Another quick smallmouth mission Thursday night. From 5:30-7:00pm, I explored some new water near some old familiar water. It was, in a word, slow. We’re taking glacial. Maybe that’s a good segue into the weather angle — a cold front came through the night before, and in my experience that’s usually bad for bassing, striped or smallmouth. Pricked a few but only one to hand and he was small.

I had every intention of going home, but I got sucked into the dolomieu vortex and I stopped at a favorite hole. So much for the cold front theory: three bass in the 10″ class on the first four casts. Consistent action from 7:30-8:45pm, then shutdown, same as the other night. The best part was a few some-teen inch slobs in the mix, all on the Countermeasure at dusk. All of the bigger fish blitzed the fly moments after it hit the water.

Someteen inches of bronze fury. A forearm burner, this one. Savage hit — he actually took some line off the reel at hookset — and a bulldogging fight. Countermeasure. Dusk. Good stuff.

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Steelsmallheadmouth Report

Gordo and I tried to go steelheading this spring. Really, we did. We got deluged out in April, so we re-booked for May…and got deluged out again. After running at a nominal 500cfs, Brookfield jacked the Salmon River flow up to 1.2K 48 hours before our date, effectively creating a steelhead superhighway to the lake. And just for good measure, they bumped it up to 1.7K while we slept, giving us an off-color 2.2K below Pineville. Mother Nature felt left out, so she decided to make it rain.

(Insert heavy sigh here)

So we took our lumps like men and went to plan C: try for smallmouth and pike on the lower end of the Little Salmon River. I’d never fished it, and we were so close to the lake you could see it clearly from our take out point. The pike were a no-show, but some slabby smallies saved the trip for us.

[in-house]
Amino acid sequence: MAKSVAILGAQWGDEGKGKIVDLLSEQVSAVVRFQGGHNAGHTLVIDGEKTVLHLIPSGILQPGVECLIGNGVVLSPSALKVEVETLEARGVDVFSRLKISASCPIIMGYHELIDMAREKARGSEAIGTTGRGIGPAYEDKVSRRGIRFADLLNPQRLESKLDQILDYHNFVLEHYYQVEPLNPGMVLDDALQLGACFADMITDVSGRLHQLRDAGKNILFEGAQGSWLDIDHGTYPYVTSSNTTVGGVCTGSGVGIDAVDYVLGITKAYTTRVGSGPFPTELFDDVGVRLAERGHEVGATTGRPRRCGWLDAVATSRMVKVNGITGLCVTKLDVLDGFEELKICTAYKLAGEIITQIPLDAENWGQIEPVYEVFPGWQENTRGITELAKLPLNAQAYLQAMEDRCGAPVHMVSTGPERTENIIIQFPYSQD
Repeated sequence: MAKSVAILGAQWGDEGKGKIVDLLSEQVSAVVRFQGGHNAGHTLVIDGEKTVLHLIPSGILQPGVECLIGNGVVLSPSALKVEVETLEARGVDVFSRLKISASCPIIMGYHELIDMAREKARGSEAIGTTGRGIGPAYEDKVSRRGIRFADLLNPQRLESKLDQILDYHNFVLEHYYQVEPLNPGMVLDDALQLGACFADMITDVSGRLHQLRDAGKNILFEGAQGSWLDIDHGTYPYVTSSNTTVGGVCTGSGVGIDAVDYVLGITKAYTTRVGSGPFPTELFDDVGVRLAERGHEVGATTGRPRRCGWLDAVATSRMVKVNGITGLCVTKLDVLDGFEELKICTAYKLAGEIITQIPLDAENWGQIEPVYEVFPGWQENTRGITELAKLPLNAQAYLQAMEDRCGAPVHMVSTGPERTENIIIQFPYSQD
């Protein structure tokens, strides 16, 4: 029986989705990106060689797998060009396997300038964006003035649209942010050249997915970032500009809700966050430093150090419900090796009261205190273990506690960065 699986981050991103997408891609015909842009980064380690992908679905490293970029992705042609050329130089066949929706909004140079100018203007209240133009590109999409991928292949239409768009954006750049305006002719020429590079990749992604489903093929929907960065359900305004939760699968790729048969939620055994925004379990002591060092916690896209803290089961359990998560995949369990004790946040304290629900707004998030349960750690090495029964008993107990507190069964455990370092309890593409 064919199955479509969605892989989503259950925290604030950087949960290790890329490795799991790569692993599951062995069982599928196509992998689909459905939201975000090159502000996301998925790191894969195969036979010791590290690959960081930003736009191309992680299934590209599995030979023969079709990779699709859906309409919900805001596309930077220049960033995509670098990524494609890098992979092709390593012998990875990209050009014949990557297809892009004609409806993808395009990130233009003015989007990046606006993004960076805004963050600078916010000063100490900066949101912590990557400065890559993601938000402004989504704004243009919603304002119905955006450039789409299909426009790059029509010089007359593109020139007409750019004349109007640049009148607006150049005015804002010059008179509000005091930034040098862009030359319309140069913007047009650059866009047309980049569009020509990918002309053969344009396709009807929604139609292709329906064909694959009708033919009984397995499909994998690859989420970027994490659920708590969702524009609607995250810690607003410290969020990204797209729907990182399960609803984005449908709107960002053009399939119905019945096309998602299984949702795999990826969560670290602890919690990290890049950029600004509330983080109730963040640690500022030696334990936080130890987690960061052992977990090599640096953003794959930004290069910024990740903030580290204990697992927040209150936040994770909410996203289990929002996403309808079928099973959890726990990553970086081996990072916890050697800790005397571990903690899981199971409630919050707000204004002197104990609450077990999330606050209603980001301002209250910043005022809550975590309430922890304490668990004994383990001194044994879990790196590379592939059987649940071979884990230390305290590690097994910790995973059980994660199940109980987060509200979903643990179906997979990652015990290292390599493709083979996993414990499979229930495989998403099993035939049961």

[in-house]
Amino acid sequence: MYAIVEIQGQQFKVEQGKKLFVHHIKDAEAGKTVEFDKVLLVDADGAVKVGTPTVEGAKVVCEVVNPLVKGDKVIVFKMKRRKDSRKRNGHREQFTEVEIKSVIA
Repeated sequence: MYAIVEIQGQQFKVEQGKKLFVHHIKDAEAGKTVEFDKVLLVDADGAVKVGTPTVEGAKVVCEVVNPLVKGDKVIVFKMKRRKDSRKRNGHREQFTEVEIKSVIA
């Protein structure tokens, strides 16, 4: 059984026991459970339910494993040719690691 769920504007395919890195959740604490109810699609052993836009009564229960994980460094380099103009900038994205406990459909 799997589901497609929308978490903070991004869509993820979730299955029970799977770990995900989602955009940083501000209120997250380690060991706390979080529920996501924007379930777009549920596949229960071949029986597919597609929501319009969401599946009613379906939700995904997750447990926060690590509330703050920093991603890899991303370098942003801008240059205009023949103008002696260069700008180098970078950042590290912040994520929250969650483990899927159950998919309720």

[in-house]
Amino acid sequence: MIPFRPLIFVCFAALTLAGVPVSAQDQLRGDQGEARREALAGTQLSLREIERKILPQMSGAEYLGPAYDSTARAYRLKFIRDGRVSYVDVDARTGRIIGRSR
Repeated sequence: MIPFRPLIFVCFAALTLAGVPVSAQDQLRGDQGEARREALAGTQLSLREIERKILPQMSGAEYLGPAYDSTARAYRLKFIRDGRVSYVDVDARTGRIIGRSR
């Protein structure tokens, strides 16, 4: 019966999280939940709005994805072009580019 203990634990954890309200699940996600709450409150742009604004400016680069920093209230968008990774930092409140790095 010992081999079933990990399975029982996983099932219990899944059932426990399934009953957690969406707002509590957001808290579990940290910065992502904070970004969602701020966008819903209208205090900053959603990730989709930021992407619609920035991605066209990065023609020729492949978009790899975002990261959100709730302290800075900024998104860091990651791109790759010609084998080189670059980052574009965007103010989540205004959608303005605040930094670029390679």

What’s a steelhead run to Pulaski without a little snow? So what if it’s freakin’ May…

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Gordo got the first fish of the day, smallie that could have been measured in pounds rather than inches (19 if you’re keeping score). The kid’s a trouper, never complains even if it’s cold and wet and utterly miserable (and the steelhead trip has been ruined…again). If this is our lemonade, we’ll take it with a smile. And a shout out to Row Jimmy, our steadfast guide who’s always positive and is a man with a plan.

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Dad didn’t do too poorly, either. The takes were more like stoppages than savage tugs — think, “Oops, I’ve snagged bottom.” Then the bottom pulls back. I missed one strike before I realized what it was. Once advised, I carried on with great success.

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Smallmouth candy

I don’t usually do this, but I’m going to share a concept/work-in-progress. What do we know? The Hous is high and it’s loaded with rusty crayfish which smallies eat. I’ve done precious little bottom bouncing with crayfish patterns, and I want to explore that. So: dumbbell eyes, inverted hook, lots of marabou = lots of motion, rusty/orange/red/brown/green colors, a little flash. We’ll see what the focus group thinks.

No name yet, not even the final materials and colors, but if I were a smallmouth, I’d chow down.